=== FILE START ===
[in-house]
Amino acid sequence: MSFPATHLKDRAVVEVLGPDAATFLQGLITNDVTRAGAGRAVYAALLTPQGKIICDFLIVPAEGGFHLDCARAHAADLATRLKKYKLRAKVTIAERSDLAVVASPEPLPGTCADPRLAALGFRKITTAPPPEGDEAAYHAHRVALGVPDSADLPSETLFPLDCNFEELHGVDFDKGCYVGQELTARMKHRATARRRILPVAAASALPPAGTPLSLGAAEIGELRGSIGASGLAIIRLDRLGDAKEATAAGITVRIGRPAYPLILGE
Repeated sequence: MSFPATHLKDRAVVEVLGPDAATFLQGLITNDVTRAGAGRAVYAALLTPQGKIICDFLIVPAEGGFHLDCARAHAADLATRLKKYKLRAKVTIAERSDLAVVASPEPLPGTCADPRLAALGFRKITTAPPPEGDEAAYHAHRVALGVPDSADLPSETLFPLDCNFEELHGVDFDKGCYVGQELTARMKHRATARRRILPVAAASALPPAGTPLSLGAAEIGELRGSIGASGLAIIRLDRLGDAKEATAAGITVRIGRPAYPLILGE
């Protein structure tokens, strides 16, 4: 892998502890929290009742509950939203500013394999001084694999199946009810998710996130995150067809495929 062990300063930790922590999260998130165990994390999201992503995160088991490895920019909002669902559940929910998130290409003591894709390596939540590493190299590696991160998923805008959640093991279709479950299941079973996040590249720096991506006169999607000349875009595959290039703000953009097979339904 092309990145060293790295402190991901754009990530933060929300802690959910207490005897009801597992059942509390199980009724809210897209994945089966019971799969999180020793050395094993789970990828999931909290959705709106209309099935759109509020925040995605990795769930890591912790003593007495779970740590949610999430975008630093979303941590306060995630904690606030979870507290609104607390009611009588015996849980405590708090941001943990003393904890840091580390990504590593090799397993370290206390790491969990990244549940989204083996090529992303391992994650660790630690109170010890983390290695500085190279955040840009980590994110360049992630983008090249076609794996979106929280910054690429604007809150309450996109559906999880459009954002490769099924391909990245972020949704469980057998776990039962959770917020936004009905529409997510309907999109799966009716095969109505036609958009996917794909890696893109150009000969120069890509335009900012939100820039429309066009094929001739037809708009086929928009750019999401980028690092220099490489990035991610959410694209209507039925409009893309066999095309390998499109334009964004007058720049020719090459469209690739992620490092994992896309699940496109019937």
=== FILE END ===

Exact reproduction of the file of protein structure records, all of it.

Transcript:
[in-house]
Amino acid sequence: MSFPATHLKDRAVVEVLGPDAATFLQGLITNDVTRAGAGRAVYAALLTPQGKIICDFLIVPAEGGFHLDCARAHAADLATRLKKYKLRAKVTIAERSDLAVVASPEPLPGTCADPRLAALGFRKITTAPPPEGDEAAYHAHRVALGVPDSADLPSETLFPLDCNFEELHGVDFDKGCYVGQELTARMKHRATARRRILPVAAASALPPAGTPLSLGAAEIGELRGSIGASGLAIIRLDRLGDAKEATAAGITVRIGRPAYPLILGE
Repeated sequence: MSFPATHLKDRAVVEVLGPDAATFLQGLITNDVTRAGAGRAVYAALLTPQGKIICDFLIVPAEGGFHLDCARAHAADLATRLKKYKLRAKVTIAERSDLAVVASPEPLPGTCADPRLAALGFRKITTAPPPEGDEAAYHAHRVALGVPDSADLPSETLFPLDCNFEELHGVDFDKGCYVGQELTARMKHRATARRRILPVAAASALPPAGTPLSLGAAEIGELRGSIGASGLAIIRLDRLGDAKEATAAGITVRIGRPAYPLILGE
């Protein structure tokens, strides 16, 4: 892998502890929290009742509950939203500013394999001084694999199946009810998710996130995150067809495929 062990300063930790922590999260998130165990994390999201992503995160088991490895920019909002669902559940929910998130290409003591894709390596939540590493190299590696991160998923805008959640093991279709479950299941079973996040590249720096991506006169999607000349875009595959290039703000953009097979339904 092309990145060293790295402190991901754009990530933060929300802690959910207490005897009801597992059942509390199980009724809210897209994945089966019971799969999180020793050395094993789970990828999931909290959705709106209309099935759109509020925040995605990795769930890591912790003593007495779970740590949610999430975008630093979303941590306060995630904690606030979870507290609104607390009611009588015996849980405590708090941001943990003393904890840091580390990504590593090799397993370290206390790491969990990244549940989204083996090529992303391992994650660790630690109170010890983390290695500085190279955040840009980590994110360049992630983008090249076609794996979106929280910054690429604007809150309450996109559906999880459009954002490769099924391909990245972020949704469980057998776990039962959770917020936004009905529409997510309907999109799966009716095969109505036609958009996917794909890696893109150009000969120069890509335009900012939100820039429309066009094929001739037809708009086929928009750019999401980028690092220099490489990035991610959410694209209507039925409009893309066999095309390998499109334009964004007058720049020719090459469209690739992620490092994992896309699940496109019937």